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Andrew Cooksy’s clear teaching voice help students connect immediately with the subject matter while defusing some of their initial trepidation about physical chemistry. Through lively narrative and meticulous explanations of mathematical derivations, Physical Chemistry: Thermodynamics, Statistical Mechanics, and Kinetics engages students while fostering a sincere appreciation for the interrelationship between the theoretical and mathematical reasoning that underlies the study of physical chemistry. The author’s engaging presentation style and careful explanations make even the most sophisticated concepts and mathematical details clear and comprehensible.
Andrew Cooksy is a chemistry professor at San Diego State University, where he teaches courses in physical and general chemistry and carries out research on the spectroscopy, kinetics, and computational chemistry of reactive intermediates in combustion and interstellar processes. He attended the Washington, D.C. public schools before receiving his undergraduate degree in chemistry and physics from Harvard College and his Ph.D. in chemistry from the University of California at Berkeley.
Physical Chemistry at the Macroscopic Scale:
Statistical Mechanics, Thermodynamics, and Kinetics
A Introduction: Tools from Math and Physics
A.1 Mathematics
A.2 Classical Physics
I Extrapolation to Macroscopic Systems
1 Introduction to Statistical Mechanics: Building Up to the Bulk
1.1 Properties of the Microscopic World
1.2 Bulk properties
1.3 Entropy
1.4 The ideal gas and translational states
1.5 The ideal gas law
Problems
2 Partitioning the Energy
2.1 Separation of Degrees of Freedom
2.2 The equipartition principle
2.3 Vibrational and rotational partition functions
2.4 The Translational Density of States
2.5 The translational partition function
2.6 Temperature and the Maxwell-Boltzmann distribution
Problems
3 Statistical Mechanics and Molecular Interactions
3.1 Extrapolation to many molecules
3.2 Pressure of a non-ideal fluid
3.3 Averaging the dipole-dipole potential
3.4 Bose-Einstein and Fermi-Dirac statistics
4 Mass Transport
4.1 Statistics of molecular collisions
4.2 Transport without external forces
4.3 Transport with external forces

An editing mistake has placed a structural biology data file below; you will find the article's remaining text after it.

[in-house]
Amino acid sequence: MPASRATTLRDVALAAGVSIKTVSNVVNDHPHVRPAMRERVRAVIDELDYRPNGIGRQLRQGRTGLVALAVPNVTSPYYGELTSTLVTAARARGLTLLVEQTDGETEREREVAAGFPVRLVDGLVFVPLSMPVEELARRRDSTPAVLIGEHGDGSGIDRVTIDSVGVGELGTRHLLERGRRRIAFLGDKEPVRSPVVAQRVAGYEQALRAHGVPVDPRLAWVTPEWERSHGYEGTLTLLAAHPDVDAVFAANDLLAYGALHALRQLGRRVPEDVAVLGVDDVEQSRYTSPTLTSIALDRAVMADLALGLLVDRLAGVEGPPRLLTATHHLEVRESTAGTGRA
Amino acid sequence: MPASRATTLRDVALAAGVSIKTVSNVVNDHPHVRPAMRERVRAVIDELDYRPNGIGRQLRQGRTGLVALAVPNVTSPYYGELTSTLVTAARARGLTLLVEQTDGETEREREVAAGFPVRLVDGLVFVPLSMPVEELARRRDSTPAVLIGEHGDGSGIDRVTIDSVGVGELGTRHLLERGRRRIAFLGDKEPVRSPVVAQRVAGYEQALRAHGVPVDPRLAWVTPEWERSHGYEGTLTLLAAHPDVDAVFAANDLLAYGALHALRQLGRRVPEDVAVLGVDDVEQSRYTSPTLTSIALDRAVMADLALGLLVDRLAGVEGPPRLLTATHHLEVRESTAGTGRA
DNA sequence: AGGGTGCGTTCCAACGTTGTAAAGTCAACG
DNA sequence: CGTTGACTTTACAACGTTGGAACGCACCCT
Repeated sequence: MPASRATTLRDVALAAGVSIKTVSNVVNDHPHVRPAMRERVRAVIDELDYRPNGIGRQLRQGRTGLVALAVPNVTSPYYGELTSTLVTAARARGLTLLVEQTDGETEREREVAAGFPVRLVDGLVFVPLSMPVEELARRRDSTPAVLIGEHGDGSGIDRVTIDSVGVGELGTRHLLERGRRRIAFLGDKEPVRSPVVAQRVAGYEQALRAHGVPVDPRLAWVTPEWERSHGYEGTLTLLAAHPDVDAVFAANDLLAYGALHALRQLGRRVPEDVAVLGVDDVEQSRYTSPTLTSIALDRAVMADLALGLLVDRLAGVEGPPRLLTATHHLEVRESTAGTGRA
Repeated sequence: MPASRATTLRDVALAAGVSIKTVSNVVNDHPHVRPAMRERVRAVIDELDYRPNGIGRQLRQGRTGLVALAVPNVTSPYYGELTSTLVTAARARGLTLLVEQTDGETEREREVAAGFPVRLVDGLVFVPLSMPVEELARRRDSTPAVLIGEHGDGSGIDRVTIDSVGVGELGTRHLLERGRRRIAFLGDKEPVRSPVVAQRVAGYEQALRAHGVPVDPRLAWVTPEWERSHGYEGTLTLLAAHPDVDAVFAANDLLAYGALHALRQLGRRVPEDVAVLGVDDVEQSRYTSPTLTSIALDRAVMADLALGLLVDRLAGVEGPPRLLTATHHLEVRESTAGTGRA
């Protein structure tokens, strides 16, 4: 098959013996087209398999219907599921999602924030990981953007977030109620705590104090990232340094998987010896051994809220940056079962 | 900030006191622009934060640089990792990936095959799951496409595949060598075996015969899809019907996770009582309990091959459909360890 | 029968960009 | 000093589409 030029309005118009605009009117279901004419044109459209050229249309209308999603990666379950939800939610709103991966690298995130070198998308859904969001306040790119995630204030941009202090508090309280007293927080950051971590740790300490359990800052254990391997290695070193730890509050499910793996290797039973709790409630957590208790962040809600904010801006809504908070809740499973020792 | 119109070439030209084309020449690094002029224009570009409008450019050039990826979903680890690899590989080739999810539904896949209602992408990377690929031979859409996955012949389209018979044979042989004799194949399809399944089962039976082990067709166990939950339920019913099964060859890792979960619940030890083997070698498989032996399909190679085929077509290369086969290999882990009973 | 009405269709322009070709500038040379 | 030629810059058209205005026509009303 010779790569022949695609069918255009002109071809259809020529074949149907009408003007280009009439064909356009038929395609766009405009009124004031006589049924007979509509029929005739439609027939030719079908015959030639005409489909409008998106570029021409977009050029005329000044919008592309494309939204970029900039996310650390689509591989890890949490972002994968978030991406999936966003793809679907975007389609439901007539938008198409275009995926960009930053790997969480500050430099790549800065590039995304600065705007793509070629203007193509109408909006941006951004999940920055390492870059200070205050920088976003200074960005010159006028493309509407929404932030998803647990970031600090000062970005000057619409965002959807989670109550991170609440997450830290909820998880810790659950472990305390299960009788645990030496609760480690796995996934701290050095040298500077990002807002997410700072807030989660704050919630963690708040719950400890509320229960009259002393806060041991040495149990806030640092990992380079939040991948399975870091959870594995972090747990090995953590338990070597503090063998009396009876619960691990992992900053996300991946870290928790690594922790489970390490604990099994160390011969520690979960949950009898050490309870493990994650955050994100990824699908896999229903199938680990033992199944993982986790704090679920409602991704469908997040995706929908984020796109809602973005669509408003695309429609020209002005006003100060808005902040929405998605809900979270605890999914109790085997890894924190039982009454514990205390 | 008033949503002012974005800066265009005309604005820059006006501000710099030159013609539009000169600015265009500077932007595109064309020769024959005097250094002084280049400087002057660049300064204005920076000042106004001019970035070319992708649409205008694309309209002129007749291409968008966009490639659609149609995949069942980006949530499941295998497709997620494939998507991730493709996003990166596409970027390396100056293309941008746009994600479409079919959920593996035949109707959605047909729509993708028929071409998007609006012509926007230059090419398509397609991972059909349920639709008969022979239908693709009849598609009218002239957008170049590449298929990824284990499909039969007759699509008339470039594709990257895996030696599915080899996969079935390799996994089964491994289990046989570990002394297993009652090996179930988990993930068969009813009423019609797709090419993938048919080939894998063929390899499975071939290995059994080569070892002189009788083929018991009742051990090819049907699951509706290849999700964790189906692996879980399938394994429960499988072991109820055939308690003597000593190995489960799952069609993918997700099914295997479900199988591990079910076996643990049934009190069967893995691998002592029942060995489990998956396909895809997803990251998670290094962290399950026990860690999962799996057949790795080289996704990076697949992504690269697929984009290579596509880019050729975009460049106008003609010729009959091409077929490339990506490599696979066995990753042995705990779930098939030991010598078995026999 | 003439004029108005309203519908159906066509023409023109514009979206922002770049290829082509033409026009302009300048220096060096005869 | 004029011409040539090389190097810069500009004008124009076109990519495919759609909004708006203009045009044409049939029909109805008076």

Problems
5 Energy transport
5.1 Conduction, convection, and radiation
5.2 Blackbody radiation
5.3 Spectroscopic intensities
5.4 Laser dynamics
5.5 Spectroscopic linewidths
5.6 Conclusion to Part IV: E, U, Ndof , S
Problems
II Non-Reactive Macroscopic Systems
6 Introduction to Thermodynamics
6.1 The first law of thermodynamics
6.2 Approximations and assumptions
6.3 Mathematical tools
6.4 Computer simulations
Problems
7 Energy and Enthalpy
7.1 Heat capacities
7.2 Expansion of gases
Problems
8 Entropy
8.1 Entropy of an ideal gas
8.2 The second law of thermodynamics
8.3 The third law of thermodynamics
8.4 Ideal mixing
Problems
9 Phase Transitions and Phase Equilibrium
9.1 Phase transitions
9.2 Thermodynamics of phase transitions
9.3 Chemical potentials
9.4 Statistical mechanics of vaporization
9.5 Phase diagrams
Problems
10 Solutions
10.1 The standard states
10.2 Statistical mechanics of solutions
10.3 Thermodynamics of solutions
10.4 Ionic solutions
10.5 Applications of the activity
10.6 Conclusion to Part V: E, U, Ndof , S
Problems
III Reactive Systems
11 Chemical Thermodynamics
11.1 Introduction to chemical reactions
11.2 Enthalpies of reaction
11.3 Spontaneous chemical reactions
11.4 Chemical equilibrium
Problems
12 Elementary Reactions
12.1 Reaction rates
12.2 Simple collision theory
12.3 Transition state theory
12.4 Diffusion-limited rate constants
12.5 Rate laws for elementary reactions
Problems
13 Multi-step Reactions
13.1 Elements of multi-step reactions
13.2 Approximations in kinetics
13.3 Chain reactions
Problems
14 Reaction Networks
14.1 Atmospheric chemistry
14.2 Combustion chemistry
14.3 Molecular astrophysics
14.4 Enzyme catalysis
14.5 Conclusion to the text